Climate Activists Fight Africa’s Carbon Credits Sale

Climate activists have opposed Africa’s plan to sell carbon credits to foreign countries.

Several foreign companies and countries have committed hundreds of millions in carbon credit purchases from the Africa Carbon Markets Initiative (ACMI), including the United Arab Emirates, which pledged to buy $450m (£358m) in carbon credits.

However, climate groups like Greenpeace Africa and Friends of the Earth Africa say that buying carbon credits from Africa is a false solution to climate change and will only accelerate pollution by helping polluters to offset their emissions.

“Investing in carbon markets is a false solution. The real green investment lies in renewable energy,” GreenPeace Africa said on X.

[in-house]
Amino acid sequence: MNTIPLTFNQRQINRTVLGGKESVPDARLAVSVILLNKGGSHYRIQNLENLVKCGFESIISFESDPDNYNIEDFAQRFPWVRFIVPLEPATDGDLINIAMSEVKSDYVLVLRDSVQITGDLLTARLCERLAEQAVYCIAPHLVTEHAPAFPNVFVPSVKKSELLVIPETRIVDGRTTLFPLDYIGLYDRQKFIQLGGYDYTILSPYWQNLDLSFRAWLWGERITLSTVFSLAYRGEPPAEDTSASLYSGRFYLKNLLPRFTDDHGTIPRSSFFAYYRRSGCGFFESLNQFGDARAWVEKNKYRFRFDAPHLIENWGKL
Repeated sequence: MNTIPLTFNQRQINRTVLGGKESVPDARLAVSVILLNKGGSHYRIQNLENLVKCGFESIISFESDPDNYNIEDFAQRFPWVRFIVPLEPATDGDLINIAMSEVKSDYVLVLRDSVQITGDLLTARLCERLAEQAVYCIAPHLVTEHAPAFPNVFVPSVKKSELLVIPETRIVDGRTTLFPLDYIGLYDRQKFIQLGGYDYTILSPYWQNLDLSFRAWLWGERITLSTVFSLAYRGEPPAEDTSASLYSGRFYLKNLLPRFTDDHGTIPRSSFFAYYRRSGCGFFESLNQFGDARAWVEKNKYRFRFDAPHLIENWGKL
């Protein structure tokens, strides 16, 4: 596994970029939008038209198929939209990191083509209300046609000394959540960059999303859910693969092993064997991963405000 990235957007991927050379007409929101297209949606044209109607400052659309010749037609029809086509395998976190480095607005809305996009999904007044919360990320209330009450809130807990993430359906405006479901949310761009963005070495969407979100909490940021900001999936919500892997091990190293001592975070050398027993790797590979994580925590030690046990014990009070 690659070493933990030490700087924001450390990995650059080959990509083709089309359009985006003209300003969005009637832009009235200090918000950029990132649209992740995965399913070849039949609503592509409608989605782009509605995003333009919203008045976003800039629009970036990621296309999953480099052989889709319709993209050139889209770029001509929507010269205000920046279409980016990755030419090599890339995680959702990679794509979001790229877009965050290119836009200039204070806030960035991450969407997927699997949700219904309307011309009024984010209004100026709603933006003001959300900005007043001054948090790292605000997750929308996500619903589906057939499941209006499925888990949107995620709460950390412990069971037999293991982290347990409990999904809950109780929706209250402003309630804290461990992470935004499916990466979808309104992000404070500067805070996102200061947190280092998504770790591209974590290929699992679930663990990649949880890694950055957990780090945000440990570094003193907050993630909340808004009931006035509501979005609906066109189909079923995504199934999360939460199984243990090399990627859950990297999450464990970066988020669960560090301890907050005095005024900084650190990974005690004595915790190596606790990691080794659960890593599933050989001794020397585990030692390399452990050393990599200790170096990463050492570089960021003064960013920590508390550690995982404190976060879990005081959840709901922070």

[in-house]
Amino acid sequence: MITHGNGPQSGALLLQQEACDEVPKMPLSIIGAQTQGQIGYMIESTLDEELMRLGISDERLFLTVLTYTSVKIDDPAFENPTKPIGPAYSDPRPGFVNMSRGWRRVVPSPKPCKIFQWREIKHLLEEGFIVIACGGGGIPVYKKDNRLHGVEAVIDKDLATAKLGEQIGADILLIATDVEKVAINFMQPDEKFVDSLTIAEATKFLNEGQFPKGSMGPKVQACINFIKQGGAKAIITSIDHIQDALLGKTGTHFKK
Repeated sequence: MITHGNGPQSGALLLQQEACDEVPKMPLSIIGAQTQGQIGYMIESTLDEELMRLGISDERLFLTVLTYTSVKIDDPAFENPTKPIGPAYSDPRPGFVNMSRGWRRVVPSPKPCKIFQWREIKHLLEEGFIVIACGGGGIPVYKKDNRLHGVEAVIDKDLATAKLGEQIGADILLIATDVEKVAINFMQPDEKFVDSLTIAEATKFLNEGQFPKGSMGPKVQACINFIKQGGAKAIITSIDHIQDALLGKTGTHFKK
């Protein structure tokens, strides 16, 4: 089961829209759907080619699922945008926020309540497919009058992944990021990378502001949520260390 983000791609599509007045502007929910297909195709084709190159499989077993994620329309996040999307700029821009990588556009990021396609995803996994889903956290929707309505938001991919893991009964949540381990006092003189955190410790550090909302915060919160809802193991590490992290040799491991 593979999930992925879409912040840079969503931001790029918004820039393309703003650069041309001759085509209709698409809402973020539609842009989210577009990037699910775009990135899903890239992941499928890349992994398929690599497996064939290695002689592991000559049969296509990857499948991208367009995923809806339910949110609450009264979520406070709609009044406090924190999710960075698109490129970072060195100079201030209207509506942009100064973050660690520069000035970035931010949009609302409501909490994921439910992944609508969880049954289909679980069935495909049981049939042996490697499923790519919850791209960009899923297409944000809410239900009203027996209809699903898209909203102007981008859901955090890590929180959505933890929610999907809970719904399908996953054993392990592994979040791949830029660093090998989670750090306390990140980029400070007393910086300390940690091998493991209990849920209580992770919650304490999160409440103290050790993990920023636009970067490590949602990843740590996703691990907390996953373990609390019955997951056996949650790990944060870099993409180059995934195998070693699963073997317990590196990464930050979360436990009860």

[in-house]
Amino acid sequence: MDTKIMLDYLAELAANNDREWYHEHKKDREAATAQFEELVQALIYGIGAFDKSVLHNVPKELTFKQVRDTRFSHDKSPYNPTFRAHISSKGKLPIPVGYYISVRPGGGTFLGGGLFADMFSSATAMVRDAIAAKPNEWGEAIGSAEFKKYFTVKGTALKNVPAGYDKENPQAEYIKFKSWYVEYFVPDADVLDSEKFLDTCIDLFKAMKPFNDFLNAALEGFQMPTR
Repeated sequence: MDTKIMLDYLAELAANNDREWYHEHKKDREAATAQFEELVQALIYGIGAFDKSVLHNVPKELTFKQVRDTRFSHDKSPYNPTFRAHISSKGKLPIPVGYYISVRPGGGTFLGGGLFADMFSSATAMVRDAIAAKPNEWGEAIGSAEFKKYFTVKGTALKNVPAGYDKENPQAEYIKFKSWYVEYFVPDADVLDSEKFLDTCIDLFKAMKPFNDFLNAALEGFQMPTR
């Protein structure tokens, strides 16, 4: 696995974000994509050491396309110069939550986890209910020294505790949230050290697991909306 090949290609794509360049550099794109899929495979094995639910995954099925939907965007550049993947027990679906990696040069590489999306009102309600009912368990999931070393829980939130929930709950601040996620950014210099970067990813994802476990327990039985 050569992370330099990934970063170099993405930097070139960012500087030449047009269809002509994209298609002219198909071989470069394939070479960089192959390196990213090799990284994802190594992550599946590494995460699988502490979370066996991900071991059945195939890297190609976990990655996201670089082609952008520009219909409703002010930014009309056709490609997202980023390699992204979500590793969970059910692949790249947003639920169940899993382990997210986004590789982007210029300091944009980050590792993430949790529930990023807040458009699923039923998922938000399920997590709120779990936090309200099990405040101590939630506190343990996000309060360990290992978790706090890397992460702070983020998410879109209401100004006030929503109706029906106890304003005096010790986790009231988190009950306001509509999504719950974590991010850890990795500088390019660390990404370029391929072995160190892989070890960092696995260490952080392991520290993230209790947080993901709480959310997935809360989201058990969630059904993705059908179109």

Africa’s carbon markets have received prominence at the Africa Climate Summit in Nairobi, Kenya this week.

On Monday, Kenya’s President William Ruto said that carbon credits trade presents a win-win solution as it will offset greenhouse gas emissions while generating revenue for Africa.

“The restoration and expansion of Africa’s natural carbon sinks are not just an environmental imperative, in fact, they are an unapparelled economic goldmine. They have the potential to absorb millions of tonnes of carbon dioxide annually, which should translate into billions of dollars if we are living in a fair world,” Mr Ruto said.

ACMI aims to support Africa’s carbon markets to produce 300 million carbon credits annually by 2030.